David Vann's advice on writing short stories
David shares the thought process he has when he is working on something new.
There are no rules, really, for writing short stories. Authors constantly break rules and find new ways. But within the world of the mainstream short story and character-based realism, and in the spirit of trying to be helpful, here's how I understand short stories, and here are the 15 rules that I can come closest to believing in.
Please don't take this to imply that I think I have things figured out. Ultimately, if a story doesn't surprise its author in some way and take on its own life, it isn't worth reading.
The short story is a paranoid world. In 'Signs and Symbols', a short story by Vladimir Nabokov, the boy has 'referential mania'. He believes that everything in the world refers to him. Even the clouds are speaking about him. This story is metafiction (a story about fiction and how it works), and Nabokov is showing us that in fiction, everything relates to the protagonist. So that's the first rule of a short story:
1. There's no room in a short story for anything which is not referring in some way to the protagonist and, more specifically, to the problem that the protagonist has.
Every protagonist has a problem. Without this problem, there is no story, and in the best stories, the protagonist is deeply divided by the problem. For instance, Julian in Flannery O'Connor's 'Everything That Rises Must Converge' can never speak of the old family mansion (or the Old South) without contempt, nor think of it without longing. This interior divide drives his exterior conflict with his mother and creates everything that happens in the story.
So here we can see several more rules for the short story:
2. Every protagonist has a problem.
3. This problem divides the protagonist, who is conflicted and ambivalent.
4. The protagonist fights about this problem with someone else, who is the antagonist.
5. What happens in a story is a result of this fight (not determined by outside factors, such as an author's ideas about cool plots).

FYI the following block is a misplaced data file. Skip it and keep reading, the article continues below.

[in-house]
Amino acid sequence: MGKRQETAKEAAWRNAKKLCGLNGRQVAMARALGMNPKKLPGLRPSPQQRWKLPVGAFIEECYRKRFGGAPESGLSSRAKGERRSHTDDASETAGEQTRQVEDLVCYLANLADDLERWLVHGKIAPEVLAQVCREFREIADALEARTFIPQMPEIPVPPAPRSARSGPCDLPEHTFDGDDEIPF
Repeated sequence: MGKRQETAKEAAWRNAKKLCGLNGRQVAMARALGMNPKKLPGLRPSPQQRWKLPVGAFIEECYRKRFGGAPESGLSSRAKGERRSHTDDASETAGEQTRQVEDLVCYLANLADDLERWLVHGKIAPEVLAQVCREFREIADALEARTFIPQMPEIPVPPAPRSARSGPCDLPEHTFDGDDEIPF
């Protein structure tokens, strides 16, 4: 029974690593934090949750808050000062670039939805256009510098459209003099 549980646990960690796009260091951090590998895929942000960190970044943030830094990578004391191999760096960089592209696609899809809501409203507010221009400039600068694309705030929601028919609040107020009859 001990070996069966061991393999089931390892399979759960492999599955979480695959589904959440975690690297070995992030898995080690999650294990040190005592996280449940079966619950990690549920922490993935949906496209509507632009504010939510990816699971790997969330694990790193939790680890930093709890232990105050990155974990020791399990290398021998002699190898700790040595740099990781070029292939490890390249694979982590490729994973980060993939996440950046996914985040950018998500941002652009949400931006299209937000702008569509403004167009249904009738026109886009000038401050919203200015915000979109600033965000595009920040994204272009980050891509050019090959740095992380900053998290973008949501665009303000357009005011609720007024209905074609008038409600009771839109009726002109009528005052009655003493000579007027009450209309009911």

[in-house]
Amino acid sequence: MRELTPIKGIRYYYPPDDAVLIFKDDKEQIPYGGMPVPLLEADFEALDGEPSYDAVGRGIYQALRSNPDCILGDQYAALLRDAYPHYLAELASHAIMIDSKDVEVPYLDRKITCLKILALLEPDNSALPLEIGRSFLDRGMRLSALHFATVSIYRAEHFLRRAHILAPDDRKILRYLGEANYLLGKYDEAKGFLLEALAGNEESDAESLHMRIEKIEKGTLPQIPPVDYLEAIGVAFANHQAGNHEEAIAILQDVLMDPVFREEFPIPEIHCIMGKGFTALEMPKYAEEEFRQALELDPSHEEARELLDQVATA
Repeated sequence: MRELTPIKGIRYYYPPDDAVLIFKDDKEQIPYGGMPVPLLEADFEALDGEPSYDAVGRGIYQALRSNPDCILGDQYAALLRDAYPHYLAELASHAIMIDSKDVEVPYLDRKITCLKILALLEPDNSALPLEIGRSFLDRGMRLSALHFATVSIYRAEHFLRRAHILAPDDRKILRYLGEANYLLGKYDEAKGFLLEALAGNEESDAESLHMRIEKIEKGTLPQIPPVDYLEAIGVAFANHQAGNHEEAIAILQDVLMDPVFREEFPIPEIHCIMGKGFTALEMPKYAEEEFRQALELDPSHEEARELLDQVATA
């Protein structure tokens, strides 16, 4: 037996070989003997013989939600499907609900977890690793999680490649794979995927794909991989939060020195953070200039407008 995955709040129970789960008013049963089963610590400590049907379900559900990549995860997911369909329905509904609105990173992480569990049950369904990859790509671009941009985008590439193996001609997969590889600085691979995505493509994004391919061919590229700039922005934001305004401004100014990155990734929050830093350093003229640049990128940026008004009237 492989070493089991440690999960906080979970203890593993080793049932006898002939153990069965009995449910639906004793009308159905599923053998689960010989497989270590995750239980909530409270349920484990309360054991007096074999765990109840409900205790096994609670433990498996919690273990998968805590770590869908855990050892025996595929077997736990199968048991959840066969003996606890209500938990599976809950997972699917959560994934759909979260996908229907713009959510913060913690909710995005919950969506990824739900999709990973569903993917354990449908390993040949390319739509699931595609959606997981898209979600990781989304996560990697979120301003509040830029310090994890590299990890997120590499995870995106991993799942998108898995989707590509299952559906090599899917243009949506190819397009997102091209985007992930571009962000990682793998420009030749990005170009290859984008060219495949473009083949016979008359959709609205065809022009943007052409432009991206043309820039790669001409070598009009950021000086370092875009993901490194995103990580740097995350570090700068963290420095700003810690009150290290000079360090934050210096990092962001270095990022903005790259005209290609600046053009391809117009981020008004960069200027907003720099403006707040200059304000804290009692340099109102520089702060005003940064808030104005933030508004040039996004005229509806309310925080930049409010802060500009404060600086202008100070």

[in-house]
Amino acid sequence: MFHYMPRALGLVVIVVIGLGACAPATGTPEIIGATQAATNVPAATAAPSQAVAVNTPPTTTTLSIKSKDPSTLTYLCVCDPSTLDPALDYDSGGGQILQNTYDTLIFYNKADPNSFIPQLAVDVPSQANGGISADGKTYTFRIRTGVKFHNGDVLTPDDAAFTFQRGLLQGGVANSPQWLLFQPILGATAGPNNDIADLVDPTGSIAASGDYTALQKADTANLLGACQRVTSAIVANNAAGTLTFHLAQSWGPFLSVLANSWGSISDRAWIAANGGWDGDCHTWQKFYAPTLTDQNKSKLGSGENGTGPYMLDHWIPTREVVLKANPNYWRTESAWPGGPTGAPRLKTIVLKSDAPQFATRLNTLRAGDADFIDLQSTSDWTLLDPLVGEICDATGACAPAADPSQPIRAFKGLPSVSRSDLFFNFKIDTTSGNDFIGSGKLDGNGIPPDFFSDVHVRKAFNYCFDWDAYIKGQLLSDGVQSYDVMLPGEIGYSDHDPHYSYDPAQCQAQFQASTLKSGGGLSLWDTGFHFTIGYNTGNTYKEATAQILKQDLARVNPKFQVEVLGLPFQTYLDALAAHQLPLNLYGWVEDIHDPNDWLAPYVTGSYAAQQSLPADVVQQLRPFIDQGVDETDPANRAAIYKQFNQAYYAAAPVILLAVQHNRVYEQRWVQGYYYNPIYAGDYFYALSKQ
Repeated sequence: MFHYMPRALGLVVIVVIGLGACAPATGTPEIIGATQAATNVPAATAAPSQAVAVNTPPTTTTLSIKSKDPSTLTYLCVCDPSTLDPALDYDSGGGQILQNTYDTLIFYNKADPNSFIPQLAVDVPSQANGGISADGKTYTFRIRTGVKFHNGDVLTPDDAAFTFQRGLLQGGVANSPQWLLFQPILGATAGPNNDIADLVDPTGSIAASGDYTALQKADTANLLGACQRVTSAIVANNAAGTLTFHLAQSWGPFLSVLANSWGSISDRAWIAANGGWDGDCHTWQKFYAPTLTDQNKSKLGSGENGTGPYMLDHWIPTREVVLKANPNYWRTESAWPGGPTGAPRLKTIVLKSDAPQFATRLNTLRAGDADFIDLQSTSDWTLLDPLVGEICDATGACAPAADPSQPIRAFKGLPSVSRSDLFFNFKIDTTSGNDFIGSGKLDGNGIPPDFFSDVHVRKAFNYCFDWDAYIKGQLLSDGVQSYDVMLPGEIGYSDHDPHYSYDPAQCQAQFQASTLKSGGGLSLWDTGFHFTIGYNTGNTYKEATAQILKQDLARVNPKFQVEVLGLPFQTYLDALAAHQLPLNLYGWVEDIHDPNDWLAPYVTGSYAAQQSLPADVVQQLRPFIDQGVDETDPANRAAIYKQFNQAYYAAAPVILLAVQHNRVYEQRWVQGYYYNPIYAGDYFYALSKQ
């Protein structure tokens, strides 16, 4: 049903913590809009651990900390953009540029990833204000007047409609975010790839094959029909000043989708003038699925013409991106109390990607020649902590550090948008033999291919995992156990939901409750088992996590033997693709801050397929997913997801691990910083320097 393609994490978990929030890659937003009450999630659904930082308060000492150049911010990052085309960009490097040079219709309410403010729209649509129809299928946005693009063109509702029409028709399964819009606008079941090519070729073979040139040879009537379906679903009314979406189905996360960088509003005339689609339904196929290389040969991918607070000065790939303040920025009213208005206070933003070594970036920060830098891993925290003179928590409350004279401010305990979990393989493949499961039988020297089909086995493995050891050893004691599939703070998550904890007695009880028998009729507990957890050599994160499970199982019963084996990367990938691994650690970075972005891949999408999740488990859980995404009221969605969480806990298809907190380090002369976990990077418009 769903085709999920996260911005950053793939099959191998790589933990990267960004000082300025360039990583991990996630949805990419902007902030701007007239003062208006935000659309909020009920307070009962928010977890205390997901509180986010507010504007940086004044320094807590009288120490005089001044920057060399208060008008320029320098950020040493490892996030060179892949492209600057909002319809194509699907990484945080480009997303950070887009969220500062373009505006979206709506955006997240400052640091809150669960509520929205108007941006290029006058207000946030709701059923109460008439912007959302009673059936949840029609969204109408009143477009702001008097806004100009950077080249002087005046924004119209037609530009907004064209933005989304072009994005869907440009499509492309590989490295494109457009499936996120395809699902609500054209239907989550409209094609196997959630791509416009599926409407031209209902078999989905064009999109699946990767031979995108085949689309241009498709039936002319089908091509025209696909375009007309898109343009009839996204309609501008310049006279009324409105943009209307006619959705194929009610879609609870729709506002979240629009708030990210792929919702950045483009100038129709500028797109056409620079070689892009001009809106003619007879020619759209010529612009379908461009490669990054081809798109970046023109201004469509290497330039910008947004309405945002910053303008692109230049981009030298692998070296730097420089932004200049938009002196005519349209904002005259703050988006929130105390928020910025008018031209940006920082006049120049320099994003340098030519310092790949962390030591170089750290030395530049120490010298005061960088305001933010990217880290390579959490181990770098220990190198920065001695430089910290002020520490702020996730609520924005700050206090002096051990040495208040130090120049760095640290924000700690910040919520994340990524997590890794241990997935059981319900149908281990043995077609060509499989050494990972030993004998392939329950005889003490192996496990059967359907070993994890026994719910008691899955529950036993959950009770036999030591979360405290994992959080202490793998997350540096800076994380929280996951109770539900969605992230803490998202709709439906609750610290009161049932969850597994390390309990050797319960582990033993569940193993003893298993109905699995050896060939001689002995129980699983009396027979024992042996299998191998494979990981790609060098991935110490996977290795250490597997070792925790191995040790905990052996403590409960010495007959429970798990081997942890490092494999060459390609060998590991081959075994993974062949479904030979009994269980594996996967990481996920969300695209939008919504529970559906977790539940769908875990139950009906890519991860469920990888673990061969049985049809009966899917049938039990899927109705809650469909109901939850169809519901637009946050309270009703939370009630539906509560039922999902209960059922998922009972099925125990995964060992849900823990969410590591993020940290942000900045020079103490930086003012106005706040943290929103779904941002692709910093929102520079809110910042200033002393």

The antagonist is a mirror of the protagonist. He or she has the same problem, but manifested differently, often in the opposite way.
Julian's mother, for instance, is constantly reminding herself, Julian, and us that she's a 'Godhigh' and hasn't really fallen. She pretends they still have that old family mansion and by extension that they still have the Old South and are still a kind of aristocracy, despite their current 'reduced circumstances'. This denial drives Julian into a rage because he so desperately wants the old mansion, though he's unable to admit this and speaks of it, and her, only with contempt.
6. The antagonist has the same problem as the protagonist, expressed in a way which antagonises the protagonist.
7. The antagonist is not a stranger. The antagonist is close to the protagonist, and the two usually love each other. They often even want the best for each other.
The fight between the protagonist and antagonist never ends well. This is called the crisis. But things come to a head gradually, often with the use of other people, who act as pawns. The protagonist and antagonist can also fight over physical objects, which become charged with significance because of this fight, and these are called symbols.
In the O'Connor story, a large black woman on the bus is wearing the same hat that Julian's mother can barely afford. And when Julian's mother tries to condescend to this woman by giving her cute little boy a penny, she knocks Julian's mother to the ground.
8. The protagonist and antagonist, like angry gods, use the people and things of the world as weapons in their battle. These are the minor characters and symbols.
9. This fight has at least a few rounds before we can get to the crisis.
In the O'Connor story, there's a black man on the bus Julian tries to befriend, for instance, and a white woman who makes comments, and Julian and his mother spar using several objects of clothing, including gloves and a tie as well as the hat.